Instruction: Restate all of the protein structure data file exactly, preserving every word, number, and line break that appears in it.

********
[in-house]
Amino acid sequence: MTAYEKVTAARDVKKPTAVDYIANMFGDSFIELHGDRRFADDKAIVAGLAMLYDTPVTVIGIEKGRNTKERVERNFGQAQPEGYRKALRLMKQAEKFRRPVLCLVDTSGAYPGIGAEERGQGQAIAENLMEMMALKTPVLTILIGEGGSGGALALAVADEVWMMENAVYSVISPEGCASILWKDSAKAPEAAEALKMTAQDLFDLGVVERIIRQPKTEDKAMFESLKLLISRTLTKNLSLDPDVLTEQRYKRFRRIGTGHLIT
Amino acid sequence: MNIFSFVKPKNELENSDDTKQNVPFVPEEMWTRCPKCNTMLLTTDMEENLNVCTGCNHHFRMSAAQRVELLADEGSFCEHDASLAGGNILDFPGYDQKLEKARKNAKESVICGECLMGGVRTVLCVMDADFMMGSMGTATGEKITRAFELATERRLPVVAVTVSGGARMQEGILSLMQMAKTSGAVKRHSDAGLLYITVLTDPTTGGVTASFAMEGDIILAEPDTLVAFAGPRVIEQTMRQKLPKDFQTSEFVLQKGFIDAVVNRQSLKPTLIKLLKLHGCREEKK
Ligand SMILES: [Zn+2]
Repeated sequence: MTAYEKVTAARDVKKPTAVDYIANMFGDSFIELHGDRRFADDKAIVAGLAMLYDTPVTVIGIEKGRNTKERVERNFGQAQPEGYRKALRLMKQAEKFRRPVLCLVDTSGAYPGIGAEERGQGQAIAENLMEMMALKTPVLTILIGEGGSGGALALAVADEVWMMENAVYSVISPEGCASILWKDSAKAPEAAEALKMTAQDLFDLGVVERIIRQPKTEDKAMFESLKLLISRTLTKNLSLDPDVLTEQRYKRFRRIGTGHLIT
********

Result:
[in-house]
Amino acid sequence: MTAYEKVTAARDVKKPTAVDYIANMFGDSFIELHGDRRFADDKAIVAGLAMLYDTPVTVIGIEKGRNTKERVERNFGQAQPEGYRKALRLMKQAEKFRRPVLCLVDTSGAYPGIGAEERGQGQAIAENLMEMMALKTPVLTILIGEGGSGGALALAVADEVWMMENAVYSVISPEGCASILWKDSAKAPEAAEALKMTAQDLFDLGVVERIIRQPKTEDKAMFESLKLLISRTLTKNLSLDPDVLTEQRYKRFRRIGTGHLIT
Amino acid sequence: MNIFSFVKPKNELENSDDTKQNVPFVPEEMWTRCPKCNTMLLTTDMEENLNVCTGCNHHFRMSAAQRVELLADEGSFCEHDASLAGGNILDFPGYDQKLEKARKNAKESVICGECLMGGVRTVLCVMDADFMMGSMGTATGEKITRAFELATERRLPVVAVTVSGGARMQEGILSLMQMAKTSGAVKRHSDAGLLYITVLTDPTTGGVTASFAMEGDIILAEPDTLVAFAGPRVIEQTMRQKLPKDFQTSEFVLQKGFIDAVVNRQSLKPTLIKLLKLHGCREEKK
Ligand SMILES: [Zn+2]
Repeated sequence: MTAYEKVTAARDVKKPTAVDYIANMFGDSFIELHGDRRFADDKAIVAGLAMLYDTPVTVIGIEKGRNTKERVERNFGQAQPEGYRKALRLMKQAEKFRRPVLCLVDTSGAYPGIGAEERGQGQAIAENLMEMMALKTPVLTILIGEGGSGGALALAVADEVWMMENAVYSVISPEGCASILWKDSAKAPEAAEALKMTAQDLFDLGVVERIIRQPKTEDKAMFESLKLLISRTLTKNLSLDPDVLTEQRYKRFRRIGTGHLIT